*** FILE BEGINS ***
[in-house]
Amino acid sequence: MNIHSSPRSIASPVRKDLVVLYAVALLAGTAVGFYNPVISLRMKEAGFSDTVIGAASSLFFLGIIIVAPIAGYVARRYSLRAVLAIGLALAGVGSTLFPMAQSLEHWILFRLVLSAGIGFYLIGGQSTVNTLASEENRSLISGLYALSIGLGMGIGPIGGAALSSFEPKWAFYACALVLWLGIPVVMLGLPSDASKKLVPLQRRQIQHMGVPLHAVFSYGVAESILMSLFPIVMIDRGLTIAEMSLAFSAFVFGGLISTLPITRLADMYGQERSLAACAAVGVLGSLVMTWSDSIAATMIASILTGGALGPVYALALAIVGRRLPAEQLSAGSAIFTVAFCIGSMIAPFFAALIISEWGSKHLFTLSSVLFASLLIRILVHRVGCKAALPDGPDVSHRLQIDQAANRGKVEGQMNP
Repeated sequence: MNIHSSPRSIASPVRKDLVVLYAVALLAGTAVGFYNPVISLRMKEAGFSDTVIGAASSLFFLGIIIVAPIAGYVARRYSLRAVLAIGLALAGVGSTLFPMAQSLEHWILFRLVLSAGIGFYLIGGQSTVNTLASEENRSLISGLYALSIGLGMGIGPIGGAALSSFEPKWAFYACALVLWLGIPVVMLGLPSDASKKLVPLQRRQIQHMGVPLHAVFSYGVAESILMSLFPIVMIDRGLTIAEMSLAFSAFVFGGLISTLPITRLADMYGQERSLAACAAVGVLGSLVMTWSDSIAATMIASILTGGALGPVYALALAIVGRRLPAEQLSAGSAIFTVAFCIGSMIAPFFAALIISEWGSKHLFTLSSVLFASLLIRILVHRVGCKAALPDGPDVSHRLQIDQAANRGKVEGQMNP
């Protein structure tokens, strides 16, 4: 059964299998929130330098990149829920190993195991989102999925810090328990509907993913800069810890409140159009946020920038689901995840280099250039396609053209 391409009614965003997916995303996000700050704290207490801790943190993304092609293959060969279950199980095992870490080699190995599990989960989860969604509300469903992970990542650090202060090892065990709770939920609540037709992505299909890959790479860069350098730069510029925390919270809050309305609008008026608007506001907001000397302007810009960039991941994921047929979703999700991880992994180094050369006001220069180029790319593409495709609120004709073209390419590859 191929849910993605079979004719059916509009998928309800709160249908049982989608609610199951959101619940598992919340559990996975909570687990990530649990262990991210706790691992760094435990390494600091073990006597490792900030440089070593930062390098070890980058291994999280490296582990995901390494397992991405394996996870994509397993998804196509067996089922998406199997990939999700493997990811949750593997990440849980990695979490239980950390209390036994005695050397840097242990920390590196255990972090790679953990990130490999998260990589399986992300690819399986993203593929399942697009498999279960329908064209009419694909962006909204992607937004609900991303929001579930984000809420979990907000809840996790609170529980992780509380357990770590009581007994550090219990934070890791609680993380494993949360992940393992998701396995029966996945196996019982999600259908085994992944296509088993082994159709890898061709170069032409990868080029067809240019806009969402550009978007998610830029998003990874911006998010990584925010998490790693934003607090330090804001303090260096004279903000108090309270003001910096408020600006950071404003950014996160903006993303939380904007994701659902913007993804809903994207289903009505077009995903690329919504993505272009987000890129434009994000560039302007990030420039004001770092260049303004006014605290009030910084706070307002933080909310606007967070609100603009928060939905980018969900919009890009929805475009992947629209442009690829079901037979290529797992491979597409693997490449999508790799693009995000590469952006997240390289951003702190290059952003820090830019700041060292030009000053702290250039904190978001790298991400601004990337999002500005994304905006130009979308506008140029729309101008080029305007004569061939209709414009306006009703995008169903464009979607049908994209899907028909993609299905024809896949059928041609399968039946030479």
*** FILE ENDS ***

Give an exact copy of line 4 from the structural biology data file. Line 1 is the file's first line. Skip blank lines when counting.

């Protein structure tokens, strides 16, 4: 059964299998929130330098990149829920190993195991989102999925810090328990509907993913800069810890409140159009946020920038689901995840280099250039396609053209 391409009614965003997916995303996000700050704290207490801790943190993304092609293959060969279950199980095992870490080699190995599990989960989860969604509300469903992970990542650090202060090892065990709770939920609540037709992505299909890959790479860069350098730069510029925390919270809050309305609008008026608007506001907001000397302007810009960039991941994921047929979703999700991880992994180094050369006001220069180029790319593409495709609120004709073209390419590859 191929849910993605079979004719059916509009998928309800709160249908049982989608609610199951959101619940598992919340559990996975909570687990990530649990262990991210706790691992760094435990390494600091073990006597490792900030440089070593930062390098070890980058291994999280490296582990995901390494397992991405394996996870994509397993998804196509067996089922998406199997990939999700493997990811949750593997990440849980990695979490239980950390209390036994005695050397840097242990920390590196255990972090790679953990990130490999998260990589399986992300690819399986993203593929399942697009498999279960329908064209009419694909962006909204992607937004609900991303929001579930984000809420979990907000809840996790609170529980992780509380357990770590009581007994550090219990934070890791609680993380494993949360992940393992998701396995029966996945196996019982999600259908085994992944296509088993082994159709890898061709170069032409990868080029067809240019806009969402550009978007998610830029998003990874911006998010990584925010998490790693934003607090330090804001303090260096004279903000108090309270003001910096408020600006950071404003950014996160903006993303939380904007994701659902913007993804809903994207289903009505077009995903690329919504993505272009987000890129434009994000560039302007990030420039004001770092260049303004006014605290009030910084706070307002933080909310606007967070609100603009928060939905980018969900919009890009929805475009992947629209442009690829079901037979290529797992491979597409693997490449999508790799693009995000590469952006997240390289951003702190290059952003820090830019700041060292030009000053702290250039904190978001790298991400601004990337999002500005994304905006130009979308506008140029729309101008080029305007004569061939209709414009306006009703995008169903464009979607049908994209899907028909993609299905024809896949059928041609399968039946030479």